Envision a two-story barn. The warm glow from inside casts faint, muted light beyond its windows. Movement, energy, the uninhibited motion of dance, captured in abbreviated glances. This is where you will find artist Jeffrey Terreson. This is where the magic happens. This is where the imagery flows.
Jeffrey Terreson draws his work from the legacy of abstract expressionism and the ideals of post-war artists such as Willem de Kooning, Joan Mitchell, Mark Rothko, Larry Poons, and, more recently, Eugene Leroy. "A few weeks ago at Michael Werner Gallery in New York City I saw Eugene's work?I was so very moved?amazing,? says Terreson. Merging the inspiration of these artists with his unique vision and aesthetic has led to breathtaking canvases, vibrant with color, depth, and a seductive tactile quality. Terreson's paintings encompass interpretive landscapes and skyscapes, but it is his captivating equine imagery that caused EQ to pause.
When asked why he is attracted to horses as a subject he responds, "It is their strong, graceful shapes and extraordinary personalities." Horses enable him to explore painting in new ways. He tries to capture the essence of the animal by observing the subtle curves of a horse, combined with its fluid movement. Living amidst horse farms for 50 years in Bedford, N.Y., has afforded Terreson the time and luxury of studying and observing the subtle nuances of these magnificent creatures. But Terreson doesn't feel challenged by trying to represent any particular physical quality of a horse because he doesn't attempt to render a horse literally. He finds the literal subject secondary. It is his abstraction -- paired with dynamic color, texture, and light -- that best describes his method of conveying the spirit of horses.
Terreson's talent has not gone unnoticed. Fashion and home designer Ralph Lauren owns a painting. Terreson credits the sale to Lauren as a pivotal moment in his career. Fashion designer Joseph Abboud, collector Mary Ann Hawley, and luxury realtors Dan and Kate Ginnel, and others have been added to the impressive list. The paintings include layers of rich textures and patterns built from encaustic wax, mixed media, and found objects. At times they are delightfully whimsical. The painting Mai (above) conveys a subtle Asian feel, incorporating Japanese fans onto its surface. Even the background, which appears to be neutral, is a deeply translucent patina, allowing the horse to seemingly breathe and float.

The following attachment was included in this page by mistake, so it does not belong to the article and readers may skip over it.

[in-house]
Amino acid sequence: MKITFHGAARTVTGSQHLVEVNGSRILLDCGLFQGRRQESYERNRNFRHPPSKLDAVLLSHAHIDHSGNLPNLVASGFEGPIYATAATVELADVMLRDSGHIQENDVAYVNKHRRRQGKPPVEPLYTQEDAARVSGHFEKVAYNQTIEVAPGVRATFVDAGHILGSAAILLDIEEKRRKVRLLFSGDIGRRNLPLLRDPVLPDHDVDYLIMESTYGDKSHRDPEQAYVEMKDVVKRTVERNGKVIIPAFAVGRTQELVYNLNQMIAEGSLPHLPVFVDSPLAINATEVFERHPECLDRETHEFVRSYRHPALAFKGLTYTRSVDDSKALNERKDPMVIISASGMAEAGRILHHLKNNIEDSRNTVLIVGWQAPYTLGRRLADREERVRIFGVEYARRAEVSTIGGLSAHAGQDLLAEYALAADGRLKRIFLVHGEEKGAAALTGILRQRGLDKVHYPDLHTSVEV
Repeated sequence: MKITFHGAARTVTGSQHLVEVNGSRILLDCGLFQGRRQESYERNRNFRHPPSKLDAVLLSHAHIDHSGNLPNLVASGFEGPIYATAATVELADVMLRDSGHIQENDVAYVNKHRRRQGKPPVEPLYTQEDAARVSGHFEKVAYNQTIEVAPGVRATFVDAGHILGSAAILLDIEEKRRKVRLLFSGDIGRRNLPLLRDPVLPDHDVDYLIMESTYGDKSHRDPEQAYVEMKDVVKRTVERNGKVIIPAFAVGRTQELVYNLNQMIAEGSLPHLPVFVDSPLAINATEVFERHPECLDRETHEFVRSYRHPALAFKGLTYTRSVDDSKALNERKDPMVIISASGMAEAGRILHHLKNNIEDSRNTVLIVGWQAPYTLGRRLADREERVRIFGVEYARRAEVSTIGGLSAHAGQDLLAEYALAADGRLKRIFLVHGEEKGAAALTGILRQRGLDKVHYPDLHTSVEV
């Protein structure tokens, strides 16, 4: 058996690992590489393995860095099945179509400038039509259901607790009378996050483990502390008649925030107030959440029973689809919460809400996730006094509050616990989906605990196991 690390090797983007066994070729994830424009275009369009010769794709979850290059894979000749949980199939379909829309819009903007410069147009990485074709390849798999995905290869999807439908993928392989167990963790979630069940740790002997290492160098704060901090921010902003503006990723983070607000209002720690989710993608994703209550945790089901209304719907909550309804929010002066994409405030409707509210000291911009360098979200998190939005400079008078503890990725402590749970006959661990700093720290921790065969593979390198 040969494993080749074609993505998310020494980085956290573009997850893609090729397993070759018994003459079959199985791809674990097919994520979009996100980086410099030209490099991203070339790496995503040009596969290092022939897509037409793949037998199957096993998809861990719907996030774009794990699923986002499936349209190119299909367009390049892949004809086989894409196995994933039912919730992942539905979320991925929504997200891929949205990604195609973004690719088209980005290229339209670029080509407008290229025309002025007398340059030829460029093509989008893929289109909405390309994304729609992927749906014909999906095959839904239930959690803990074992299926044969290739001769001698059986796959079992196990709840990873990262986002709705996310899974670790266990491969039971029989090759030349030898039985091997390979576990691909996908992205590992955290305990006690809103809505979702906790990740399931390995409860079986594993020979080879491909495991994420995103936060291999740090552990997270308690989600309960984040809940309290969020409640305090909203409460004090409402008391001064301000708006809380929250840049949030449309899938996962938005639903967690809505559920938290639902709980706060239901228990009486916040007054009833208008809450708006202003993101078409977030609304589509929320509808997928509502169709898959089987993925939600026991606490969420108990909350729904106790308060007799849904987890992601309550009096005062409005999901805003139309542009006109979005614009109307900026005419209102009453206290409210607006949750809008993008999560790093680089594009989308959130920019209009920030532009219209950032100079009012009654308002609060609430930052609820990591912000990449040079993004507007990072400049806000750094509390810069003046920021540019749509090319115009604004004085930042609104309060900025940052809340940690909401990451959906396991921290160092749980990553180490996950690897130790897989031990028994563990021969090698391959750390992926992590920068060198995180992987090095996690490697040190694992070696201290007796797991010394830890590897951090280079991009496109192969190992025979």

Terreson's passion for texture has taken his exploration into a realm far beyond fabric. Expect to see found objects, paper wrappings, antique glass, and silver ornamenting his canvases. In some cases, his surfaces are up to an inch thick. His exploration runs in tandem with his talent, energy, and productivity. These are hard-earned, exciting times for Terreson. "There is a further responsibility and commitment to art than just producing pretty pictures," he says. "Life allows one to find it, and thus my craft or voice becomes important to me, and indirectly to my collectors."
At times he may work on 5 to 10 paintings simultaneously, staying in the zone, typically at night when he is alone and undistracted by the demands of the day. He admits that he has even tried painting with his eyes closed to allow the organic flow of creativity. "I don't have a job," he says. "I have a love of family, friends, and art. It's my love I spend time with." Terreson does accept commissions, which he approaches in two ways. He will create a modified, unique, version of an existing painting a client admires, or he will paint an original, non-literal interpretation of a specific horse. Terreson has several solo shows slated for this year.
For a complete list of upcoming shows and contact information, EQ Plus page 97. COURTESY NEWBURY FINE ARTS, BOSTON, MA
Stephanie Peters, Equestrian Quarterly Magazine